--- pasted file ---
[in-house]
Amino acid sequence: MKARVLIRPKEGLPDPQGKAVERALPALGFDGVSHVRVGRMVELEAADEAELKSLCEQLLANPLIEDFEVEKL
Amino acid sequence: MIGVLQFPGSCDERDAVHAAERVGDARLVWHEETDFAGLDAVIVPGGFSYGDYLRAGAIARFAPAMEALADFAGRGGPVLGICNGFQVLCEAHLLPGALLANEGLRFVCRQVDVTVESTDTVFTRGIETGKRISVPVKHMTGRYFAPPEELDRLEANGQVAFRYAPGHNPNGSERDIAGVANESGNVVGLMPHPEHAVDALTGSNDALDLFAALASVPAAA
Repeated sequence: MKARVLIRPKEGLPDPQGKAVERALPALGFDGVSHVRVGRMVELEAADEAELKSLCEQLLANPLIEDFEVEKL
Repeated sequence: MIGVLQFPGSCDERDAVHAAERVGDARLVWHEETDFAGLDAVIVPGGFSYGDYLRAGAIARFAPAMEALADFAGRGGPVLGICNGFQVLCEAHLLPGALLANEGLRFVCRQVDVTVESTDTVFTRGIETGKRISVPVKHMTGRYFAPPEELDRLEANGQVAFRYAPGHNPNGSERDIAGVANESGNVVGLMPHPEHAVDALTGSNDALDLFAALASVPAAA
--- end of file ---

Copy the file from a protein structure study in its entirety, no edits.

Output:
[in-house]
Amino acid sequence: MKARVLIRPKEGLPDPQGKAVERALPALGFDGVSHVRVGRMVELEAADEAELKSLCEQLLANPLIEDFEVEKL
Amino acid sequence: MIGVLQFPGSCDERDAVHAAERVGDARLVWHEETDFAGLDAVIVPGGFSYGDYLRAGAIARFAPAMEALADFAGRGGPVLGICNGFQVLCEAHLLPGALLANEGLRFVCRQVDVTVESTDTVFTRGIETGKRISVPVKHMTGRYFAPPEELDRLEANGQVAFRYAPGHNPNGSERDIAGVANESGNVVGLMPHPEHAVDALTGSNDALDLFAALASVPAAA
Repeated sequence: MKARVLIRPKEGLPDPQGKAVERALPALGFDGVSHVRVGRMVELEAADEAELKSLCEQLLANPLIEDFEVEKL
Repeated sequence: MIGVLQFPGSCDERDAVHAAERVGDARLVWHEETDFAGLDAVIVPGGFSYGDYLRAGAIARFAPAMEALADFAGRGGPVLGICNGFQVLCEAHLLPGALLANEGLRFVCRQVDVTVESTDTVFTRGIETGKRISVPVKHMTGRYFAPPEELDRLEANGQVAFRYAPGHNPNGSERDIAGVANESGNVVGLMPHPEHAVDALTGSNDALDLFAALASVPAAA